Q&A: Greg Coulter, CEO of Limerick Based Fintech Cashbook

Greg Coulter CEO Cashbook

Tell us a little about your business and your role within it?

I’m Greg Coulter and I’m the CEO of Cashbook.  We’re based in the Technology Park in Limerick and we’ve been in the Order-to-Cash (OTC) automation business for 24 years.

Cashbook are a cash automation solution for accounts payable, accounts receivable and bank reconciliations. We are a bolt-on to any ERP system and will talk to any bank.

As CEO, I guide a very talented team of over 20 people with financial technology expertise to solve problems for some of the biggest names in business internationally.  Most of our customers are household names, not only within their home markets but across continents as well.  Our software processes over €60 billion in transactions annually in more than 25 countries.

What, in your opinion, sets you apart from your competitors?

We’re a 4-in-1 solution, a full suite.  We compete against some very strong operators in the areas of cash application, payments automation, reconciliations and treasury but none of them is able to offer our 4-in-1 approach.  We’re essentially a mini-ERP for cash management and automation.

What would you say is your greatest achievement in business to date?

It would definitely be building a Fintech business organically, without funding, and keeping it growing for 14 years while having to beat off Silicon Valley funded competitors. Our biggest competitors have famous Venture Capital names behind them. Cashbook growth comes from successful implementations and satisfied customers.

What is the biggest lesson you learned in business during the recession?

I imagine that like every other accounting student on the planet, on my very first day at university they told me that “Cash is king”. I can tell you from the trenches, that’s a lesson no business can afford to relearn a second time or a third time. Businesses thrive, survive or wither away on their cash position.

We’ve faced the hardships and lessons of 2 recessions: the dot com bust of 2000 and the global recession of 2008. Cash in the bank for your rainy day moments is vital. Revenues are for vanity, cash is for sanity.

Who or what inspires you?

I’m originally from New Zealand and have been living in Ireland for 20 years now. I suppose I must like the idea of a small group punching well above its weight and having an influence far beyond what the numbers on paper suggest. For me, that not only describes Ireland and New Zealand but, I believe, Cashbook as well.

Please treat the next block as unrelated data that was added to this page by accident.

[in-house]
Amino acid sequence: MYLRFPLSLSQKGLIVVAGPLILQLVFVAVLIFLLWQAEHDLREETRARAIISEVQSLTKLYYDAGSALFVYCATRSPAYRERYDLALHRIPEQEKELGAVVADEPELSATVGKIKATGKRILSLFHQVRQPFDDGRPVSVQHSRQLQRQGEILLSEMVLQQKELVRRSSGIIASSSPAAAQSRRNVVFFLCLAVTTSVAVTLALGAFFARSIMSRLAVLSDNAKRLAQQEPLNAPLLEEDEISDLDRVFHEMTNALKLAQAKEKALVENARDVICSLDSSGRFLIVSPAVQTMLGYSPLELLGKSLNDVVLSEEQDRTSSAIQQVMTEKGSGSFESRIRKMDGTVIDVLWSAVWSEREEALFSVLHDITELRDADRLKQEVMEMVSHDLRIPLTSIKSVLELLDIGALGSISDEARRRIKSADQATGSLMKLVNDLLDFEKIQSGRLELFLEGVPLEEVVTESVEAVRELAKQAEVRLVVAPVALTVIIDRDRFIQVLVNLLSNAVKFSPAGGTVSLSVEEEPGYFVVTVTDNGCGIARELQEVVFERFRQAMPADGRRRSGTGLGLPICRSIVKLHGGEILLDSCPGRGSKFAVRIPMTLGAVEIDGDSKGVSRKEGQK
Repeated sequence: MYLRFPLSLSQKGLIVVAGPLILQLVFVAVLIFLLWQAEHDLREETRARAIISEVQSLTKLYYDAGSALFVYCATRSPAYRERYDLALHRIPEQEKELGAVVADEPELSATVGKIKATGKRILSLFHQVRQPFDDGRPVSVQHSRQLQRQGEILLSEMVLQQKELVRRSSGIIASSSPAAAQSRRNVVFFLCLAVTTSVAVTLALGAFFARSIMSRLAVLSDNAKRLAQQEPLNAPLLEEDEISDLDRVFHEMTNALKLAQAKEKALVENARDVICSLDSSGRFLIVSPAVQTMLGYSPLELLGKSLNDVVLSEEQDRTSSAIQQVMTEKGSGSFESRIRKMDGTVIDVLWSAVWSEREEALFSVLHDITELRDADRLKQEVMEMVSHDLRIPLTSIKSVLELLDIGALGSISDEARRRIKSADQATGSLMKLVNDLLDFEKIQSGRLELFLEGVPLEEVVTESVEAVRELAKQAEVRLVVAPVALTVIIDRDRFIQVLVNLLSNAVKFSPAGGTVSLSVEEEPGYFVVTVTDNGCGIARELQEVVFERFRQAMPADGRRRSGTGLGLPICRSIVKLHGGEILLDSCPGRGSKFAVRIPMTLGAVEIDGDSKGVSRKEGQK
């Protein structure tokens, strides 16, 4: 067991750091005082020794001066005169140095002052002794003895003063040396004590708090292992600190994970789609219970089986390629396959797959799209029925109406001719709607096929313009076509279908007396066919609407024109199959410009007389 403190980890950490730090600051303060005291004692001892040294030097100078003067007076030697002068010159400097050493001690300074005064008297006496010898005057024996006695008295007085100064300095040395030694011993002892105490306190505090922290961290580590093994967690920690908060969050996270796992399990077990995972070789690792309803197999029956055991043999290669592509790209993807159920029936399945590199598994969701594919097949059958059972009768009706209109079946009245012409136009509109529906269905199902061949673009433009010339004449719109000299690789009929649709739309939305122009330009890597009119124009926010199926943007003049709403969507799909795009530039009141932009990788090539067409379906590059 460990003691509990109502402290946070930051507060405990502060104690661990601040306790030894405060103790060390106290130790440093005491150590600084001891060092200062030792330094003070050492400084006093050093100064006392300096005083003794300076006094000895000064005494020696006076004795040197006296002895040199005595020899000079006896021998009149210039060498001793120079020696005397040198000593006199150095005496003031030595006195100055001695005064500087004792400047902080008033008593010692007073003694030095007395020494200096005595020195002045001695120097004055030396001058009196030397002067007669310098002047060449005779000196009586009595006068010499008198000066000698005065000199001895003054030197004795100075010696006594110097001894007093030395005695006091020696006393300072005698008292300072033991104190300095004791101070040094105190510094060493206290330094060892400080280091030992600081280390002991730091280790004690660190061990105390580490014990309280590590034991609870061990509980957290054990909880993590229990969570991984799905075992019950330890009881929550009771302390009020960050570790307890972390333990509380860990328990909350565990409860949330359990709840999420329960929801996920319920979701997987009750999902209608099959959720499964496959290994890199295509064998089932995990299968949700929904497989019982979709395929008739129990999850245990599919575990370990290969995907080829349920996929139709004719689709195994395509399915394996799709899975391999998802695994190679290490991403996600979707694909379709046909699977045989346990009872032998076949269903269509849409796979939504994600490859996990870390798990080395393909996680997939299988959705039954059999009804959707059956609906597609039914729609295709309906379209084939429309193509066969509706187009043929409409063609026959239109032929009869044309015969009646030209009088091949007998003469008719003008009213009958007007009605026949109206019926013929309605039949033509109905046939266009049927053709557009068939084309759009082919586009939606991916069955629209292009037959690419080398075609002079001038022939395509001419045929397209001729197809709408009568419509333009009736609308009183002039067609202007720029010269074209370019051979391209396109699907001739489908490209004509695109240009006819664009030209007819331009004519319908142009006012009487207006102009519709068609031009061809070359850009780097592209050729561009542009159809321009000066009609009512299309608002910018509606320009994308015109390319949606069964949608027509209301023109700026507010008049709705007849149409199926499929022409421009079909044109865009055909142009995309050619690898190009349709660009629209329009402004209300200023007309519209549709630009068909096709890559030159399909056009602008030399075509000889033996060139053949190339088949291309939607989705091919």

I get my inspiration from Richie McCaw, the legendary Rugby player and Captain for the All Blacks. He worked his socks off for his team and country. He was resolute in his commitment to becoming great by focusing on continual improvements that lead to optimal outcomes. To Richie’s opposition, his attitude and focus on the field was obvious. That’s quite an endorsement.

What goal (personal or professional) would you like to achieve in 2016?

On a business front, I’d like to build on our OCR capabilities and release v5.7 in December 2016. For 2017, I would like to deliver on our dream of Cashbook in the cloud.

In 2017, I’d like to beat Camron in tennis.

Are you concerned about the implications of Brexit for Irish businesses?

Yes, principally due to the massive devaluation of the pound. We have a lot of UK business so the exchange rate movement is a hit to our P&L.

Each Irish business needs to keep focused on their value as we all try and work out what is going to happen through the Brexit storm. My advice is act quickly.

The response to Brexit shouldn’t be just about minimising damage. Ireland should now be seen as a gateway country for two significant markets for North American companies: Europe and the UK.

If you had one piece of advice for those starting out in the export/import industry, what would it be?

Everything takes longer than you think.

Sales take much longer than you think to happen. Be aware of the drift factor. Done deals often take 3-4 months to get working in the B2B environment. Cashflow in can take another 3 months.

Development or new processes always take longer than you expect. A 10 day project can often be 30 days once you fully understand all the requirements that may not be immediately obvious.

As business owners, we need to factor in extra time in your cash flow estimates.
You can find out more about Greg and Cashbook at: www.cashbook.com